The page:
Allergy to Dogs

Typical symptoms of a dog allergy

Typical symptoms of a dog allergy are similar to those of many other allergies. Itchy and/or red eyes, sneezing, coughing, having a running or blocked nose and wheezing are all common reactions symptomatic of a dog allergy. However, there are many other allergens that can cause these symptoms so it is best to talk to your doctor or allergist to ensure that you discover the correct allergen that you are allergic to.

What if I suffer from a dog allergy but still want to have a dog?

If you do seem to have an adverse reaction to allergens from dogs, it does not necessarily mean that you will react to all types of dogs. Different breeds may affect you more or less. Shorter haired dogs tend to cause dog allergy sufferers fewer problems and symptoms than those with longer hair. This is perhaps because short haired dogs usually shed less dander, and so there should be fewer allergens in the air around you. Experiment with different breeds of dog to see how you respond to them.

Hybrid dogs, particularly poodle mixes, tend to cause people with dog allergies fewer problems. However, if you are considering buying a dog it is always a good idea to spend some time with that specific dog before taking it home. This is advisable if you are aware that you have a dog allergy, even if you have never experienced symptoms with that particular breed before.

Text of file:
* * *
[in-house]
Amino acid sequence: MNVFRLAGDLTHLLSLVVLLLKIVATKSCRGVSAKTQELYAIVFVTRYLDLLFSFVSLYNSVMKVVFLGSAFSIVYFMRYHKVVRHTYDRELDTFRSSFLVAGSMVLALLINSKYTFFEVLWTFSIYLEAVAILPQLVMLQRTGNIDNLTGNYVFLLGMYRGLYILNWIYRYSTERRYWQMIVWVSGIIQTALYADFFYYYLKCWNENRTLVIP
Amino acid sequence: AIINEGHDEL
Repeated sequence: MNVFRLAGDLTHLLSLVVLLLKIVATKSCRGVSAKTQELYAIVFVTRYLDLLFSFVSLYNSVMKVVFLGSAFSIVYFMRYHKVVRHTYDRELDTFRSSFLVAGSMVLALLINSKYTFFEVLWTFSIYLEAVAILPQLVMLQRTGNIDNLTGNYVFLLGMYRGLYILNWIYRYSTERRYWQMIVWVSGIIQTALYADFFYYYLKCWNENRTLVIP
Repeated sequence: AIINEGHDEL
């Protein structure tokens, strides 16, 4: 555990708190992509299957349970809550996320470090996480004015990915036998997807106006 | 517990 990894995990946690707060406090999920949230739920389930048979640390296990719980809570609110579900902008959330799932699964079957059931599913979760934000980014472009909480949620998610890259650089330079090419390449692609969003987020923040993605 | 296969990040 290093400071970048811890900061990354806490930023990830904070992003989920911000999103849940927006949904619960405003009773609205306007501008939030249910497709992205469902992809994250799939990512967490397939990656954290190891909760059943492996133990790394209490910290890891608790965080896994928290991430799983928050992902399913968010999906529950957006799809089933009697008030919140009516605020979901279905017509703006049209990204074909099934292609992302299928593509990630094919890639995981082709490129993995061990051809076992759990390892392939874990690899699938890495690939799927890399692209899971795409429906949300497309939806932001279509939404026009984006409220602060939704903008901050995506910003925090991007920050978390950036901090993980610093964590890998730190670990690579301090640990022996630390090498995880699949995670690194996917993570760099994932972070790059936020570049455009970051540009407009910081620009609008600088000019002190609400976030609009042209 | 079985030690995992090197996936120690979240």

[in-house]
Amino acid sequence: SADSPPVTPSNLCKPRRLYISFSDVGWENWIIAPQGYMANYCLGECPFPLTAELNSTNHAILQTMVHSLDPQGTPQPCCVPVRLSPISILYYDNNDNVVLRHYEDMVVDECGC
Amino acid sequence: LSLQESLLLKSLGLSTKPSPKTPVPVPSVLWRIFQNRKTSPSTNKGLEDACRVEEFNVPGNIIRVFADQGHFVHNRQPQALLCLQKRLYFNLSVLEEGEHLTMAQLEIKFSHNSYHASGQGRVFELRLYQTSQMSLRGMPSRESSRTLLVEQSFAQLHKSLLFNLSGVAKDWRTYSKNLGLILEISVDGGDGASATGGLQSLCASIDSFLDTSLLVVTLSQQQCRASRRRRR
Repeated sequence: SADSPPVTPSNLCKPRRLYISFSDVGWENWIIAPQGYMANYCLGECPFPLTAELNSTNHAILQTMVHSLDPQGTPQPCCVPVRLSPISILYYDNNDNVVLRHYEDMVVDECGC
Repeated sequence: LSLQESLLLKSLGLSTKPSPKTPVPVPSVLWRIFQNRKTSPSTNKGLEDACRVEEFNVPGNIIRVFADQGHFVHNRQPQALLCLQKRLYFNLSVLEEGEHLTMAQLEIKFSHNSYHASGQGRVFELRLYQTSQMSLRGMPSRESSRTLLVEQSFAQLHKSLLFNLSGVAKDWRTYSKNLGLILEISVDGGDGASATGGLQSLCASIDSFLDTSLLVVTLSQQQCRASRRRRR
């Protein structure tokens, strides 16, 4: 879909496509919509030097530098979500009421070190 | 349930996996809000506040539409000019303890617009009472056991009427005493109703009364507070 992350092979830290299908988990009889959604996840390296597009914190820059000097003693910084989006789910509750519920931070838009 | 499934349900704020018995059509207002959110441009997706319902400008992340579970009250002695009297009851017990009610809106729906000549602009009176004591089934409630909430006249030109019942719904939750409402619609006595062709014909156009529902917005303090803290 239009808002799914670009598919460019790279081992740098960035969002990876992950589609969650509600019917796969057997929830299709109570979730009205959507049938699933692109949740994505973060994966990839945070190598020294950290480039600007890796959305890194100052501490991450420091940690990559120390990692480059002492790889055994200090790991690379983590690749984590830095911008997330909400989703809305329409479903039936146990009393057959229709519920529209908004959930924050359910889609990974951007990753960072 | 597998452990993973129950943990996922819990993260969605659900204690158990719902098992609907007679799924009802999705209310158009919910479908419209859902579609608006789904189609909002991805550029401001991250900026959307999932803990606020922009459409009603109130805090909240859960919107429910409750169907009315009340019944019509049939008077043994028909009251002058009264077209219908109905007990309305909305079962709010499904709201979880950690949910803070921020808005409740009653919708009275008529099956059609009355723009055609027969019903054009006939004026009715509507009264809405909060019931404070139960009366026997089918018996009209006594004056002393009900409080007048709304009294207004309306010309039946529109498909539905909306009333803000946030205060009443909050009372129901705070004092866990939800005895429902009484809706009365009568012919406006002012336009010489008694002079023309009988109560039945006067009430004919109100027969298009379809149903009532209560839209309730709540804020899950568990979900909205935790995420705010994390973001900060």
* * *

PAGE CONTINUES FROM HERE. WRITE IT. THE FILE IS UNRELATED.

What if I am allergic to my own dog?

If you have realised that you have or have developed a dog allergy and already have a dog that causes you to have an allergic reaction, you may have to find a new home for your pet. Societies like the RSPCA can help you if are you finding it difficult to find a good owner. Before taking any drastic measures though, make sure you consult your doctor or allergist to ensure that it is definitely dog allergens that are causing your reactions and that there are no allergy treatments that they can recommend.

I have gotten rid of my dog. Why am I still experiencing symptoms?

Sometimes merely removing a dog from your home is not enough to prevent you still experiencing symptoms. Even after a dog leaves your house their dander, and therefore the protein allergen they shed and that you are allergic to, remains. A simple vacuum is probably not sufficient to remove enough of these allergens to stop you experiencing symptoms. You should clean your house thoroughly after removing your dog to try and eliminate the majority of its allergens. Before and during cleaning make sure that your home is well ventilated to try and reduce the number of dog allergens in the air inside your home. When cleaning pay specific attention to the carpets, soft furnishings, bedding and walls to ensure that your home becomes as dog allergen-free as is possible.

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